The Amity Affliction at SWX Bristol - review

The gig had the kind of passion and outpouring of emotions that makes live music worth it and a very communal therapeutic experience

My emo roots fell out years ago and I can only dream of a fringe nowadays - so as I turned up to see Aussie rockers The Amity Affliction, along with the supporting bands, at SWX I was really interested on how it would go.

My last visit to the venue was to see Dean Lewis. This would certainly be a different show - and so it proved, as I turned up to a find a mini-festival vibe with American hardcore punk band See You Space Cowboy on stage.

And soon after finding my usual place (front right), the second support act Gideon hit the stage, yelling at the crowd ’Come on!’ He had them in the palm of his hand and soon split the crowd before they all charged at each other without a second thought or care.

I got the feeling that singer Daniel McWhorter came out of the womb screaming. He can go from a growl to a scream at the flip of a middle finger - and he spoke as loud as he screamed. Too Much Is Never Enough led to a very messy but smiley mosh pit in which the wagon wheel I’d stashed in my pocket got squashed. I was glad my friend said to get there early to see this band, by the end I was fully acclimatised and back in the emo mood.

Next up was metalcore band Fit for a King. I was so glad to be position where I was to be surrounded by fans who were clearly here to see them. The guy over my shoulder gave singer Ryan Kirby some competition. It felt like he could take the stage if things went wrong!

Screaming in tune with a smile on his face when we made eye contact, Kirby shouted ‘Bristol!! Do you like heavy music? Show me!’ Bodies were flying all over the place for Back Breaker with no room to move and nowhere to hide from the circle pit.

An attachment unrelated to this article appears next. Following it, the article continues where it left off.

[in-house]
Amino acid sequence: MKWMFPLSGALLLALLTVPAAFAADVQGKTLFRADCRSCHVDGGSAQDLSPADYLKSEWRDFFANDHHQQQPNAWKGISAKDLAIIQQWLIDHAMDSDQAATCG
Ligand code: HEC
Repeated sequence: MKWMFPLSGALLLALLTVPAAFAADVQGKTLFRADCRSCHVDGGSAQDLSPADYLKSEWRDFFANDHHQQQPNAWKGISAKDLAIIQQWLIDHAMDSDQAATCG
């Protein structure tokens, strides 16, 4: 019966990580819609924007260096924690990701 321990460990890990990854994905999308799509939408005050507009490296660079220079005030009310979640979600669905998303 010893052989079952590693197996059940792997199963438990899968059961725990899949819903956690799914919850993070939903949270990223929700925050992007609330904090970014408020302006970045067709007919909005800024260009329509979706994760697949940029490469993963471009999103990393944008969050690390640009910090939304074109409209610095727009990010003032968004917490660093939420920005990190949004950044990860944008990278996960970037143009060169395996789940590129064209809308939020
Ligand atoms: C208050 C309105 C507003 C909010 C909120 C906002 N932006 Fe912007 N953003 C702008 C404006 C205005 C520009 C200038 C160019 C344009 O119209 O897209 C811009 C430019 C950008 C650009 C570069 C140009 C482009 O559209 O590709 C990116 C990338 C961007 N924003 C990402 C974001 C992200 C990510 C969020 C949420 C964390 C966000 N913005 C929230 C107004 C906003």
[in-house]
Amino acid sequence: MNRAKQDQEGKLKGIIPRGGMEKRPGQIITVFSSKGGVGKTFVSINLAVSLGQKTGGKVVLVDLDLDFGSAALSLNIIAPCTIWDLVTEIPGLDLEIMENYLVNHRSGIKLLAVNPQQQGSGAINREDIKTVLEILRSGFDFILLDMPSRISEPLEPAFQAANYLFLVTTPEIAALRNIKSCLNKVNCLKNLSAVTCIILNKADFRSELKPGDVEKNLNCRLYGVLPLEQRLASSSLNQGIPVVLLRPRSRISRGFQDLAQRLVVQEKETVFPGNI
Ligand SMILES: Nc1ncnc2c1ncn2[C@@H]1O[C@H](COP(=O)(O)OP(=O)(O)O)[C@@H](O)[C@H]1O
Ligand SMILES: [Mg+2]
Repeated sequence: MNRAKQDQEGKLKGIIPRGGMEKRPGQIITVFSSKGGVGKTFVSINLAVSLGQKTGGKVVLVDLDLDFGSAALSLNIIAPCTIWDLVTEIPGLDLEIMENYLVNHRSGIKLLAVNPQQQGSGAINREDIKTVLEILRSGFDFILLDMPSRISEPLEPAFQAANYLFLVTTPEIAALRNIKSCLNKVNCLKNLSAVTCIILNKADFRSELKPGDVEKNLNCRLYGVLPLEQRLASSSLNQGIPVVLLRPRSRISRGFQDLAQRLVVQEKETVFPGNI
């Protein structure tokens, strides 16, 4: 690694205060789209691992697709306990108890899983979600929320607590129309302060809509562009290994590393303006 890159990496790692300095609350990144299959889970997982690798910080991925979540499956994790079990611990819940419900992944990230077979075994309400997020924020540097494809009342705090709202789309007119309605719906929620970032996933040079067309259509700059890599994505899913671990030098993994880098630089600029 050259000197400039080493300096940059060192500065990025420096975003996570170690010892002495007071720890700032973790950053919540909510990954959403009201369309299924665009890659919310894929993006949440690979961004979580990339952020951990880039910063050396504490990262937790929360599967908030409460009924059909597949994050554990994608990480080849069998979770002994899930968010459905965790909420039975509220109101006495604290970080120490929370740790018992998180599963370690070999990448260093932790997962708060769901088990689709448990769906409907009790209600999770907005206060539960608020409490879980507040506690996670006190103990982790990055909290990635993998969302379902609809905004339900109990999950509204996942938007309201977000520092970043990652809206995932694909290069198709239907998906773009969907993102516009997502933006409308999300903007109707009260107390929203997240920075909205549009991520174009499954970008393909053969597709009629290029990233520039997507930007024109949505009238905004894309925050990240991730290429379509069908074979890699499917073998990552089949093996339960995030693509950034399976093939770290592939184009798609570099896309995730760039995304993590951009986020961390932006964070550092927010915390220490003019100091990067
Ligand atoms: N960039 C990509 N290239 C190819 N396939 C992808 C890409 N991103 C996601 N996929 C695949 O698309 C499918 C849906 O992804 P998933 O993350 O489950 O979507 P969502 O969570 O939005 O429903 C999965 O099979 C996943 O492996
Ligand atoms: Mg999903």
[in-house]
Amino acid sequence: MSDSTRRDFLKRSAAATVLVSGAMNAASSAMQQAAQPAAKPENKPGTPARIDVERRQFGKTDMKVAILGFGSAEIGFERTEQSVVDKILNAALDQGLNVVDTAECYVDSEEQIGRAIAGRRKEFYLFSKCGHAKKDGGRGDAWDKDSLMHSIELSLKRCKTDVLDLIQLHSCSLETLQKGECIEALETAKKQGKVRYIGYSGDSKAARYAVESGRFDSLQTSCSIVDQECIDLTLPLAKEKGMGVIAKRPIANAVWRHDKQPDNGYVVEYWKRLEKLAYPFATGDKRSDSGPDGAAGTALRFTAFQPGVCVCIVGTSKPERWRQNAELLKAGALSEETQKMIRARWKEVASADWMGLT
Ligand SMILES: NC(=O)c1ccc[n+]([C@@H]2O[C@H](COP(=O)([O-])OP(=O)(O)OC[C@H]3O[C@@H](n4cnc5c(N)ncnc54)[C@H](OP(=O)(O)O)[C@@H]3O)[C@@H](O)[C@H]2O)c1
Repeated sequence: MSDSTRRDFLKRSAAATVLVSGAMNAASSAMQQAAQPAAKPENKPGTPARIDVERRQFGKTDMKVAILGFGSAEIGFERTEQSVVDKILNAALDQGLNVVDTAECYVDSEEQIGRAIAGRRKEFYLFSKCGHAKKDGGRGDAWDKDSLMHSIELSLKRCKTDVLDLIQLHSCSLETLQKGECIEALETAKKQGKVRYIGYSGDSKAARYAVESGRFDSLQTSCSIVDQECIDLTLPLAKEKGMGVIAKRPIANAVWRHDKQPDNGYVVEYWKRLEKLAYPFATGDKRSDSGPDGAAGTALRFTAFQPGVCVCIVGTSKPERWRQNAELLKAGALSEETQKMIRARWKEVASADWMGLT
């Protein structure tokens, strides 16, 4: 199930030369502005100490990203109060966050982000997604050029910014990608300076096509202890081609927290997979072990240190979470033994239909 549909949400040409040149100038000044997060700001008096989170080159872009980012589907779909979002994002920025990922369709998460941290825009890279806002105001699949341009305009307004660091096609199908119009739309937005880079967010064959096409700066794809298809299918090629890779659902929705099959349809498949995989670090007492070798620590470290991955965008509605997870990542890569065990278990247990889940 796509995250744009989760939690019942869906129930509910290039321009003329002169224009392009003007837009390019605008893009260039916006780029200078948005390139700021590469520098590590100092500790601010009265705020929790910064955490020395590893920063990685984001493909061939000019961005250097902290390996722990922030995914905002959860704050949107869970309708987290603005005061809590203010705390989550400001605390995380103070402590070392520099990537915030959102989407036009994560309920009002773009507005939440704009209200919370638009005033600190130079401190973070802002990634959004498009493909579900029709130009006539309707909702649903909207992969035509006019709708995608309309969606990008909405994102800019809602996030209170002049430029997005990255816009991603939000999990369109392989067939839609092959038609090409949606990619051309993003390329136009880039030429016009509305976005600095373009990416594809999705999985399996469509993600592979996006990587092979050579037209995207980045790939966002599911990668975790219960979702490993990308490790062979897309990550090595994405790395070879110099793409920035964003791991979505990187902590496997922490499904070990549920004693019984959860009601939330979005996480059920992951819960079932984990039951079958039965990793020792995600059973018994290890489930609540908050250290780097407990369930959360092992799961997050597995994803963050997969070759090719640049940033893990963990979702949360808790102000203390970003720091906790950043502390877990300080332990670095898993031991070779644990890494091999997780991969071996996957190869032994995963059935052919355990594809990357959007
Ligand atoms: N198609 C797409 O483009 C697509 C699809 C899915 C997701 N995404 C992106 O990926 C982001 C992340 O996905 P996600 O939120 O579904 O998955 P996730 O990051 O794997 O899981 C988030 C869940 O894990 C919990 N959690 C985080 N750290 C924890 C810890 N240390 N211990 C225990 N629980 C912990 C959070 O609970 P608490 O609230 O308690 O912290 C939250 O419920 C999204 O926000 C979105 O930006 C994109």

All it took was Kirby to twizzle his fingers and he lit the touch paper for a black hoody filled, very sweaty pit. They left us with God on Fire which had a driving drum beat that had me doing a strange marching dance - this was going well.

So with the crowd all riled up and the floor sticky, there was the air of anticipation for The Amity Affliction. They flew through anthems like Drag The Lake then into Shine On, which was a highlight for me and was the side of emo which I’m more familiar with ‘its sink or swim and we’re too strong to give in’.

A gig of passion and outpouring of emotions - The Amity Afflication at SWX (Credit: Giulia Spadafora)

This song had everything for me with the blending of the softer vocals of Joel Birch with the screaming of Ahren Stringer making emo- metal perfection.

At one point, I caught myself thinking ‘where’s the crowd surfers?’ It didn’t take long, 30 seconds I think! I saw a guy fly into a security guards arm like he had jumped off a turnbuckle in WWE! The security looked like very vigilant from this point on!

The band later led into piano lead banger Show Me Your God and by this point crowdsurfers were flying all - all inhibitions seemed to have left the building. Chasing Ghosts was dedicated to all the people who have been there for the band since the beginning.

It was a gig made for crowd-surfing - with security having their hands full (Credit: Giulia Spadafora)

The night’s closer was Soaked In Bleach which has a groove to it after building with a dramatic piano-led introduction before being launched into a heavy distortion which then slows with softer vocals.

This gig was intensely enjoyable. It had the kind of passion and outpouring of emotions that makes live music worth it for me and a very communal therapeutic experience. I forgot how much I like seeing someone scream in my face! I was so excited I almost bought a hat.